Why Dez Bryant has an incentive to sit out games and forfeit millions of dollars to get a new contract from the Cowboys

Dez Bryant wants a big, long-term contract from the Dallas Cowboys.

Thus far, the Cowboys haven’t relented, instead offering Bryant the $US12.8 million, one-year franchise tender, which he has yet to sign.

After reports that Bryant was threatening to sit out of training camp and possibly games if he doesn’t get paid, Bryant made it official by tweeting that he will “not be there” if he doesn’t get a deal by Wednesday (the last day to give franchise-tagged players a multiyear extension):

Nobody is quite sure what “not be there” means. Is Bryant referring to missing training camp? Missing training campĀ and preseason? Would he actually miss games? The common belief is that Bryant wouldn’t actually sit out regular season games, as he’d lose about $US750,000 for each game missed.

However, according to ProFootball Talk’s Mike Florio, Bryant actually has some incentive to miss games if he thinks it will ultimately force the Cowboys to give him a new contract.

Under the collective bargaining agreement, Bryant has until the Tuesday after Week 10 to sign the franchise tender and play games. If that date comes and goes without Bryant signing, he’ll miss the whole season. As Florio reports, Bryant could sit out until Week 10, sign the tender, and still make $US5.25 million for the remaining six weeks — more than double what he made last season, according to Spotrac.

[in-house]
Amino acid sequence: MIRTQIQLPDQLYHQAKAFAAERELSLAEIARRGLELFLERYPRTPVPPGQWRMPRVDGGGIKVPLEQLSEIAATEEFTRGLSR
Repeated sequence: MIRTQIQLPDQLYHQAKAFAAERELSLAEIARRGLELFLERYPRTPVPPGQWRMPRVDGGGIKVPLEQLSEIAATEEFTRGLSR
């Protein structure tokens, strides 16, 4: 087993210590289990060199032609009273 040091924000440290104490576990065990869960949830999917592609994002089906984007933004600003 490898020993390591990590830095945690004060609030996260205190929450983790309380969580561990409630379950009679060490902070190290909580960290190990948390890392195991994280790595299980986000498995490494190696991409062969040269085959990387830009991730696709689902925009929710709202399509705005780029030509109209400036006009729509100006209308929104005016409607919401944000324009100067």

Threatening to sit out games and forfeit some of that $US12.8 million creates leverage for Bryant to get a long-term deal by Wednesday’s deadline. Even if the Cowboys refuse to budge, he would still receive a bigger paycheck than he did in years past for six weeks of work.

The more extreme option would be for Bryant to sit out the whole season. As Florio notes (though the CBA is language is confusing and an argument could be made for the opposite) even if Bryant sits out the whole season and doesn’t sign the franchise tender, he could still get a 20% raise next season if the Cowboys once again offer him the franchise tender. For Bryant, if worst comes to worst, he could miss the 2015 season and sign an even higher franchise tender next season and play out the year. Or, by sitting out the 2015 season, he could show the Cowboys he’s serious about getting a new contract, thus forcing them to budge and get a long-term deal done.

There’s inherent risk in all of this for Bryant. Nobody wants to skip games and he’d be losing money in the short term. Additionally, if the Cowboys don’t offer him a long-term deal, he may be forced to play on the franchise tag and go through this whole process again next summer.

It’s a staring contest for both sides, and if Wednesday passes without a long-term deal, the Cowboys will see how serious Bryant is about getting a new deal.

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